Boris Johnson: 'British Trump' who banks on wild pledges and wit

LONDON (dpa)- Britain's next prime minister is a joker, an intellectual, a chameleon, and an experienced politician who has made himself the darling of many on the right of the ruling Conservatives.
Boris Johnson, an outspoken, gaffe-prone former foreign secretary who was London's mayor when the city hosted the 2012 Olympics, shares more than a few similarities with US President Donald Trump.

According to a book last year by former White House aide Ben Rhodes, previous US president Barack Obama was one the earliest politicians to dub Johnson "Britain's Trump."
It's an epithet heard increasingly, often with resignation, from British politicians and voters.
In the final hustings with Conservative members in the party's leadership run-off, Johnson staged another stunt that few of his peers would dare to perform.
He held up a kipper - a smoked herring - and an ice pack to make a point about the supposed costs to business of EU food-packaging regulations. He blamed Brussels erroneously, according to EU officials.
Such details are unlikely to worry Johnson.
His supreme self-confidence, intellectual vanity and desire to please were forged in an outstanding education in which he rose to head boy of Eton, one of Britain's top private schools, and president of Oxford University's famous Oxford Union debating society.
Johnson, 55, loves to quote British wartime leader Winston Churchill and the European classics, which he read at Oxford.
His booming voice, posh accent and mop of blond hair - recently trimmed in a prime ministerial makeover - make Johnson, known to many Londoners as Boris, or BoJo, instantly recognizable.
Johnson separated last year from his half-Indian wife, Marina Wheeler, with whom he has four children.
He has insisted in recent interviews that he will no longer discuss his private life, amid intense media focus following a row at home with his girlfriend, which was recorded by a neighbour and given to a newspaper.
The former journalist on the Times and the Telegraph was born Alexander Boris de Pfeffel Johnson in New York on June 19, 1964. He enjoyed a privileged, peripatetic childhood before Eton and Oxford.
Johnson was sacked by the Times in 1988 for fabricating a quote by a scholar, telling the Independent later it was his "biggest cock-up."
He moved to another pro-Conservative newspaper, the Telegraph, where his colourful reporting from Brussels raised more eyebrows.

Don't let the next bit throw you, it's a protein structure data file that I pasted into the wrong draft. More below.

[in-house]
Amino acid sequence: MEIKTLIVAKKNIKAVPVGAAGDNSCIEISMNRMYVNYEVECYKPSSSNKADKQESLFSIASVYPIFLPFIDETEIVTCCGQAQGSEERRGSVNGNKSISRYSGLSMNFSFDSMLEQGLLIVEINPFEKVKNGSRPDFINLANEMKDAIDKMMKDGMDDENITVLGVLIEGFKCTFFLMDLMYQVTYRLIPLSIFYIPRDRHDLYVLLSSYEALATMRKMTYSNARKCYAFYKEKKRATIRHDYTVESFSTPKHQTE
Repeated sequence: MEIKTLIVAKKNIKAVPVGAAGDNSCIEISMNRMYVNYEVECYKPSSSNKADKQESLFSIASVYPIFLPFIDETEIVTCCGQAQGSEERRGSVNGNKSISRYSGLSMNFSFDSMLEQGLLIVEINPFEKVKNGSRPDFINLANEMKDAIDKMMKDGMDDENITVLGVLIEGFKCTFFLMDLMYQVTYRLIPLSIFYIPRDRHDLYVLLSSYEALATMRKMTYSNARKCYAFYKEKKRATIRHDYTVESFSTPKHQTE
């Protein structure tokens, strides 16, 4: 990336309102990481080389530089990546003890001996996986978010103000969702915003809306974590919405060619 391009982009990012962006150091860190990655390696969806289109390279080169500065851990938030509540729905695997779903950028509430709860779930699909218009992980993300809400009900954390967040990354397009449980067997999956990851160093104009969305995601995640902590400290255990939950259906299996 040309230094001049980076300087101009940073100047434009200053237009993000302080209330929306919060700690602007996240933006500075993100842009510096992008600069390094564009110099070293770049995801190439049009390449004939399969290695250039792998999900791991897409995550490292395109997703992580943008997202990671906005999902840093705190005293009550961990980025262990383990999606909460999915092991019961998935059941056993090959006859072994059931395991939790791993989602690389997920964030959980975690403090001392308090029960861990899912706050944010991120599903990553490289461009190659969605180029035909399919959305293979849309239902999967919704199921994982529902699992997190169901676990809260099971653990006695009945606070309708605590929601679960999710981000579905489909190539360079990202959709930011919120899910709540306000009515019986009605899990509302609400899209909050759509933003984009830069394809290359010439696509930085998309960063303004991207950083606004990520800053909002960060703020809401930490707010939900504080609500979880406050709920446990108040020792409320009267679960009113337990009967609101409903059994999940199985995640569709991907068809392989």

Pascal Lamy, who was chief adviser to then-European Commission president Jacques Delors in the 1990s, said Johnson's reports "looked so jokey, so silly, so fake."
"He did what people 30 years later would call fake news and provocation," Lamy told the Financial Times this month.
Despite the doubts over his news reporting, Johnson was increasingly admired for his brave and witty writing, and eventually landed a plum role at the Spectator back in London.
But controversy continued as his articles criticized Islam, raised concerns about uncontrolled immigration and described African children as "piccaninnies" - a term for which he later apologized.
While still writing and editing for the pro-Conservative magazine, Johnson stood as a parliamentary candidate for the party, winning the safe seat of Henley in 2001.
He was sacked from the Spectator in 2005 but remained a member of parliament until he won the hearts of London's voters in a 2008 mayoral election.
Johnson returned to parliament in 2015, co-leading Conservative rebels to form the Vote Leave campaign, which helped secure a slim majority for Brexit in a 2016 referendum.
Vote Leave was criticized for whipping up anti-immigration sentiment during the often bitter campaigning and for making wild claims on how much money Britain could save by ending its financial contributions to Brussels.
"Boris is a wonderful character, but he's never been a detail man," pro-EU Chancellor of the Exchequer Philip Hammond told the Daily Mail in September.
During discussions on the potential economic impact of Brexit options, Johnson was only able to give motivational "we can do it" comments, with "no rebuttal of the arguments," Hammond said.
Johnson has previously been accused of encouraging Islamophobia, including by backing a controversial Conservative campaign against Labour's Sadiq Khan, who was elected London's first Muslim mayor to succeed Johnson in 2016.
He was defiant when the BBC challenged him last month on his propensity to stir controversy.
"If sometimes I say things that cause a fluttering in the dovecotes or plaster to come off the ceiling, if it gets people’s attention, if it interests them in politics, then I think that is no bad thing," Johnson said.

Tuesday, July 23rd 2019

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